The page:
October 26, 2017

New Light on Bingham Case

Filed under: snookerbacker @ 9:28 am

As widely reported, news of Stuart Bingham’s punishment for breaking betting rules has met with mixed opinions within the snooker community. Some polar opposites have been expressed on social media from those that would just let him off and also welcome Ste Lee back with open arms to those that would like to see him publicly flogged to within an inch of his life.

All opinions are valid, except for the stupid ones, in particular the ones that are based solely on the evidence presented by those making the judgement. My own was very clear on one particular ruling, I disagree with players using bookmakers to ‘lay off’ highest break insurance bets, for me it is taking advantage of a unique position for their own personal gain just by virtue of the job they do and I don’t think that’s on. However, this morning I have become privy to some information that has changed my mind on my own initial position.

I have to say that I wasn’t alone in wondering how and where Stuart could have laid off these highest break bets, I wondered if it may have been something he managed to get on at the betting exchanges, though with the sums quoted I did question that. If he’d used either his own or his manager’s account to try and get these on at a bookmaker, assuming he could even find the bet, he would have known he was a dead man walking, so how did he do it?

Step forward Philip.

Philip is a friend of Stuart’s who describes himself as a pro-gambler, he is not a bookmaker. It turns out that on two occasions over the period quoted, Stuart contacted him to ask if he’d like to offer him a price on his break being beaten, as a bet between friends. Philip’s memory of the exact details of one of them is a little hazy but the tournaments involved were the UK Championship in 2014, when Stuart’s break was beaten by Ronnie O’Sullivan’s 147 and the 2016 China Championship, when Stuart’s 141 against Shaun Murphy was beaten by Murphy in the same match later in the day.

Philip agreed to give Stuart a price willingly, had he not agreed, Stuart could not have got any bet on anywhere else.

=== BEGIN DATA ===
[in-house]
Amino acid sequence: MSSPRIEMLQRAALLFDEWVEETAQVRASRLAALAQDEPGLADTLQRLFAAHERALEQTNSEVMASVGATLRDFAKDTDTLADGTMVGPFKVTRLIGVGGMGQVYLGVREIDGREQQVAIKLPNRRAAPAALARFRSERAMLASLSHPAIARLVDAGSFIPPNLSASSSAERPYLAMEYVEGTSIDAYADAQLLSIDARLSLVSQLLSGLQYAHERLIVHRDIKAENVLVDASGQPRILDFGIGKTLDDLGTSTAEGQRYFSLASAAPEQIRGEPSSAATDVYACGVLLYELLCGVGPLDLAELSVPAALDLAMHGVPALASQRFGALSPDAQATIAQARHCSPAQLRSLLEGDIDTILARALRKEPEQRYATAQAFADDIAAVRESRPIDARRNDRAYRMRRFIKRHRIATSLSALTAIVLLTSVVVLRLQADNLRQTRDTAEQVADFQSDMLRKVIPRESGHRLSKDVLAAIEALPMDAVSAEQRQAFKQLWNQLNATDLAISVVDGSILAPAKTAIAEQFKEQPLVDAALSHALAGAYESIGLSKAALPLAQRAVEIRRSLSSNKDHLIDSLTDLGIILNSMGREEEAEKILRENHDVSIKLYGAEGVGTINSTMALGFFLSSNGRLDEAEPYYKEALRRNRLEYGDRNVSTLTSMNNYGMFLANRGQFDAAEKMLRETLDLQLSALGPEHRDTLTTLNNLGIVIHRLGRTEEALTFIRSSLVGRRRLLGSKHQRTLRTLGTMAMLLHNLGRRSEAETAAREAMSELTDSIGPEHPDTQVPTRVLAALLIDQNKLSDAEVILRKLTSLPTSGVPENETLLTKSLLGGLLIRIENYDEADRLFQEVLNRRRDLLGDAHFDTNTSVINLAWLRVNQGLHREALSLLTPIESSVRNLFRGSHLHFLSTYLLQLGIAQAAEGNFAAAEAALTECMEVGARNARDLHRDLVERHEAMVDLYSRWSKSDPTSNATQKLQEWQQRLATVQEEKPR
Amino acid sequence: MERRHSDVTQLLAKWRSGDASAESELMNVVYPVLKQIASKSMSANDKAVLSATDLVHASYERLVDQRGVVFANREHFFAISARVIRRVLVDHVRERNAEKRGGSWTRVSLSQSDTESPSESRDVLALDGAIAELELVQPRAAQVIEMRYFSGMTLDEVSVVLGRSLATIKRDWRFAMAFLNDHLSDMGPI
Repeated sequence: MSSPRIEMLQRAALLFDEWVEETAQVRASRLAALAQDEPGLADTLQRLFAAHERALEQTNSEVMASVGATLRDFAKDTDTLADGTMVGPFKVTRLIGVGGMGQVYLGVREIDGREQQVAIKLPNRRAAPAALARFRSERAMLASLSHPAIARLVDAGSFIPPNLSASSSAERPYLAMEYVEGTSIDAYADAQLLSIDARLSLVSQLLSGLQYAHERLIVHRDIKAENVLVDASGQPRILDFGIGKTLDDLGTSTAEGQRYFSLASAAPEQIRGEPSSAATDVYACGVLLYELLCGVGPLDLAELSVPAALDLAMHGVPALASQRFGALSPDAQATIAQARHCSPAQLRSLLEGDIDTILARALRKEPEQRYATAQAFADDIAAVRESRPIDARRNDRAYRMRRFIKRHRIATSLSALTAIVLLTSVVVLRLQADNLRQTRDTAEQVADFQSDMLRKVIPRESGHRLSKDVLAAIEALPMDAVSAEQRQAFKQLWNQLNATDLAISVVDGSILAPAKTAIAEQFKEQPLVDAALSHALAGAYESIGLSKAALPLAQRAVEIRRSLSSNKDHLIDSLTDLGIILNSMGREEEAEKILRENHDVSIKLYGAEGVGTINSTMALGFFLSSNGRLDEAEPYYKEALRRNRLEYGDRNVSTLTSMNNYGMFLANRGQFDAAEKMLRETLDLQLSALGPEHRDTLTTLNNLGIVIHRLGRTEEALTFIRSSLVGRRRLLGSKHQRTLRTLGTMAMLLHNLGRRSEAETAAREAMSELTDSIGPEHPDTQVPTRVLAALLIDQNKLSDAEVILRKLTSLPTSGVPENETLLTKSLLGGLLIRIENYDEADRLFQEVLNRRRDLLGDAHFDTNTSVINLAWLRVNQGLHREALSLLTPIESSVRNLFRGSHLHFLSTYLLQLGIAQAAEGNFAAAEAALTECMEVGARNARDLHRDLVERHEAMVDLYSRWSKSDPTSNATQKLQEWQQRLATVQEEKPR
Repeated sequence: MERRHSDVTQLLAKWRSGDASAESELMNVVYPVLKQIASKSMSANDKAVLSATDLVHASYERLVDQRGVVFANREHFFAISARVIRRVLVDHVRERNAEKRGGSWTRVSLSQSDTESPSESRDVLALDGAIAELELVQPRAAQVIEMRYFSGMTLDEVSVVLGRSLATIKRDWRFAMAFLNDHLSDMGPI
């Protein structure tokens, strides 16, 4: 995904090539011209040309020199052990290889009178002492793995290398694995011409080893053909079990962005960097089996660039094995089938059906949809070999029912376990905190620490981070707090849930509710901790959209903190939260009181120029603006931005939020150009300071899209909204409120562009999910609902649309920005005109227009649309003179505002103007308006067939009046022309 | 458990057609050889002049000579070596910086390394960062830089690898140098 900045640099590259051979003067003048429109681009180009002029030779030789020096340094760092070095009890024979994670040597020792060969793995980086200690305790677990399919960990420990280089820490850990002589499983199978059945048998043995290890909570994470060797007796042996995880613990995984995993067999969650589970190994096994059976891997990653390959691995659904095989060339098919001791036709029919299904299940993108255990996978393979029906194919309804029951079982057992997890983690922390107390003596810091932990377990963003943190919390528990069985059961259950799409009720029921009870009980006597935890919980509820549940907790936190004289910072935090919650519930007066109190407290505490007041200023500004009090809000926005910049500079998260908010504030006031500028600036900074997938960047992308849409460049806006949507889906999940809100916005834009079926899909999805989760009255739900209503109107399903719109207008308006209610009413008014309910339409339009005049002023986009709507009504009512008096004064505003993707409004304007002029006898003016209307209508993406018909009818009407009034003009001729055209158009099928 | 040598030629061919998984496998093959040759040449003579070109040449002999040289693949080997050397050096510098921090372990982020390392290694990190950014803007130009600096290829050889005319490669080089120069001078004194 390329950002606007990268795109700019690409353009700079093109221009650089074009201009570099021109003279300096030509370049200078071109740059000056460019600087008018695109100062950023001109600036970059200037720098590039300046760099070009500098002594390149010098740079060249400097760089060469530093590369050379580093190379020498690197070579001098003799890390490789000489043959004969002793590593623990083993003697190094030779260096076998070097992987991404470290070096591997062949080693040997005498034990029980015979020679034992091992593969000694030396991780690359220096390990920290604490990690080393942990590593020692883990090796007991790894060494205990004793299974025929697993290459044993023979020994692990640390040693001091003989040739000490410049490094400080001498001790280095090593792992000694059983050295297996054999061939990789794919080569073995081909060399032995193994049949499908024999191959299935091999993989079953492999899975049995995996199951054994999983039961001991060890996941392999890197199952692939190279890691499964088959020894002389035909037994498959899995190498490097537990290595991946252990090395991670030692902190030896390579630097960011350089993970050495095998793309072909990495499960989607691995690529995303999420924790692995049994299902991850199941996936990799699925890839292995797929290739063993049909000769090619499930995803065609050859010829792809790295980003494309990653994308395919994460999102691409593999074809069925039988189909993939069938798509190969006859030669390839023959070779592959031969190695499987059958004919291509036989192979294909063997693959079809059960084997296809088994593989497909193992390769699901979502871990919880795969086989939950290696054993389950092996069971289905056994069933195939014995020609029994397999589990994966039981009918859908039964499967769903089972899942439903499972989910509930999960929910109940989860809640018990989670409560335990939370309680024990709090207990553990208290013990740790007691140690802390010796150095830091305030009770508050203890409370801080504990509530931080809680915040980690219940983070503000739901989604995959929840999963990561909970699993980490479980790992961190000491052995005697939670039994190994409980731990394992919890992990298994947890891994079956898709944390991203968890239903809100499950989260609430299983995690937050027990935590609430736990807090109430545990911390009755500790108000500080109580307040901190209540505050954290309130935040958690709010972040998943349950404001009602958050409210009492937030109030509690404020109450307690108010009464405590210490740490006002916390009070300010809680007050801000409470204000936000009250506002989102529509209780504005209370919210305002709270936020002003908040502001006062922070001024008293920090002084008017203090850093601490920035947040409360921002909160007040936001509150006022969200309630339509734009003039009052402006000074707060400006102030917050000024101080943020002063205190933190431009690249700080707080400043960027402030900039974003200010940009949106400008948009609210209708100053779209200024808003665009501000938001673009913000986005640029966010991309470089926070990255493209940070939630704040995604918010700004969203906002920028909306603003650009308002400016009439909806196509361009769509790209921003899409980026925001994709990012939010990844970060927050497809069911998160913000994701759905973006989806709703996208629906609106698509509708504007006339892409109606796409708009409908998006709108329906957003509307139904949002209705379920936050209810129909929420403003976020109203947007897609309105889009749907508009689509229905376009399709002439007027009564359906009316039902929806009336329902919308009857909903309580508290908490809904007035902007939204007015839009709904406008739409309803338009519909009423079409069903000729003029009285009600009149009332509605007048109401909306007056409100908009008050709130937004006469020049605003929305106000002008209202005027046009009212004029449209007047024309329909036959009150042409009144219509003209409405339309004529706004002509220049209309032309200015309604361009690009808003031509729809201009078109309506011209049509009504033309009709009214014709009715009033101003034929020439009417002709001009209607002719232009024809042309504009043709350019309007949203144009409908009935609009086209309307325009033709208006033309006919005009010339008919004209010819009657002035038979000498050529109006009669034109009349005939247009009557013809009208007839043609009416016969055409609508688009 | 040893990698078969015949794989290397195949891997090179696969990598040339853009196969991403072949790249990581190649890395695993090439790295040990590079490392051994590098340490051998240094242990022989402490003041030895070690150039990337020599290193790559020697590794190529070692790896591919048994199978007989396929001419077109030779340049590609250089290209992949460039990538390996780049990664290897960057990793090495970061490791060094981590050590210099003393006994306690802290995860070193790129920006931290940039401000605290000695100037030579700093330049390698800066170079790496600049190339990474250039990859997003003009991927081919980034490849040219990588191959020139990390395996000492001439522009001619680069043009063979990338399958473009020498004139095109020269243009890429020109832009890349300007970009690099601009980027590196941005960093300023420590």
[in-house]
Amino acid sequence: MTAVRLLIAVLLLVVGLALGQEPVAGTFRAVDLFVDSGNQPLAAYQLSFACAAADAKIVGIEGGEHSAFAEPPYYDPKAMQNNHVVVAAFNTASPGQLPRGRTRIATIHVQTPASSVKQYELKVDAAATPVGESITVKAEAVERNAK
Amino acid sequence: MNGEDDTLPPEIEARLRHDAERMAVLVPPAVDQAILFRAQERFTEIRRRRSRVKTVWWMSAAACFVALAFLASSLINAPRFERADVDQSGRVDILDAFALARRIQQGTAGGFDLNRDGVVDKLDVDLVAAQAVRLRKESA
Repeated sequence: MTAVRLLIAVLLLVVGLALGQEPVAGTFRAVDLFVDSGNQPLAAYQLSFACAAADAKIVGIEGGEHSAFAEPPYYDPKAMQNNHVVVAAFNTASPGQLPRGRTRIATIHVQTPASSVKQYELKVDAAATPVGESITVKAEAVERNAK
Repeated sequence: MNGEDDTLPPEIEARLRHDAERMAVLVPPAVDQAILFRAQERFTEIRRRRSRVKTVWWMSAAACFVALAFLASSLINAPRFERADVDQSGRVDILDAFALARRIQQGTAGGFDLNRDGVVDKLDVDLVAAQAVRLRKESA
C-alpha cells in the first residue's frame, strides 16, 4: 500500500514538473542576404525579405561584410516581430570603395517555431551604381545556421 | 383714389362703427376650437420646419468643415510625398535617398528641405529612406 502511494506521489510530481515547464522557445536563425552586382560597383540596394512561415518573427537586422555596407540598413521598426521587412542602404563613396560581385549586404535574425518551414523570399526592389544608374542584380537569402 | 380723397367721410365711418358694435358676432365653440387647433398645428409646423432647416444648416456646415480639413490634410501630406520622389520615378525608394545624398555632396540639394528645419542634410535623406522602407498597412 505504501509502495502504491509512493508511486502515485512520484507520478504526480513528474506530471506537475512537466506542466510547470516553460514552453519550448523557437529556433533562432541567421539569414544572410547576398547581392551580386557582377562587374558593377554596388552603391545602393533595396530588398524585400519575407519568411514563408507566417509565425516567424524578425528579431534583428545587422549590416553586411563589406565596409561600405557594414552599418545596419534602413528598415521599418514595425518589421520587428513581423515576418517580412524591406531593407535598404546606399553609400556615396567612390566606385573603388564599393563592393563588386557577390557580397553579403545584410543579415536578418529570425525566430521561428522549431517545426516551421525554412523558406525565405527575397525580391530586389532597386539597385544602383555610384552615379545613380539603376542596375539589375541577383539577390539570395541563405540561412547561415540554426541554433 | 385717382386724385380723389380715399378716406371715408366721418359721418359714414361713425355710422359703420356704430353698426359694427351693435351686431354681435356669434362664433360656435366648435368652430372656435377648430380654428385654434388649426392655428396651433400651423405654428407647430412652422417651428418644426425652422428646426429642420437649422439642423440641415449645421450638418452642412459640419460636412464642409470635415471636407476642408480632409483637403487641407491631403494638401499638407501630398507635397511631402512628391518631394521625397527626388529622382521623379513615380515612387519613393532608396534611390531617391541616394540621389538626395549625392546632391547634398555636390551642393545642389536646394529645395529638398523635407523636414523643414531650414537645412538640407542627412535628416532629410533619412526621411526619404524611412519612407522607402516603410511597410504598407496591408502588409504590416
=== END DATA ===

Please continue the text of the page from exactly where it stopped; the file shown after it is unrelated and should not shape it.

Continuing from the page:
The conversation below took place in between those two breaks in China, notice the ‘somebody other than you’ response, so if Stuart had beaten the break it was not a bet and he would not have gained twice. 

(For the record I am not sure if the segway is sorted yet.)

So, how does this change things if at all?

Well, I think this opens up a whole new argument. Is a personal bet between friends classed as gambling? Or is this a private matter between the two parties involved?

Are the WPBSA correct to highlight this in their judgement in a way that implies, without being written, that Bingham was placing these bets with betting firms? 

Why did those conducting the investigation not speak to Philip about this at any point?

The obvious question that I’m sure you are all asking is, how did they even find out about this? Well, the very simple answer is that Stuart offered the information up voluntarily by handing over his phone. Does this imply that Stuart himself was unaware that making a bet with a friend was also against the rules? Is it against the rules? 

I’d argue that this now becomes a very grey area, a bet between friends, whether it’s a straight 50/50 side bet or a bet of this nature is not the same as throwing your money at the bookies. Stuart has a friend who is in a position to offer this to him and he decided to take advantage of that, both knew the risks and had his breaks not been beaten his friend in the case above would have been £1500 better off. Philip was also under no obligation to offer Stuart the bet.

My information is that Stuart will not be appealing his ban, which of course included other issues which are not in dispute, but I think it’s important that the judgement 6(a) is put into perspective as this is a significant point which makes this case different to some recent others, it made me question my opinion, so I dare say it may also make others do the same.

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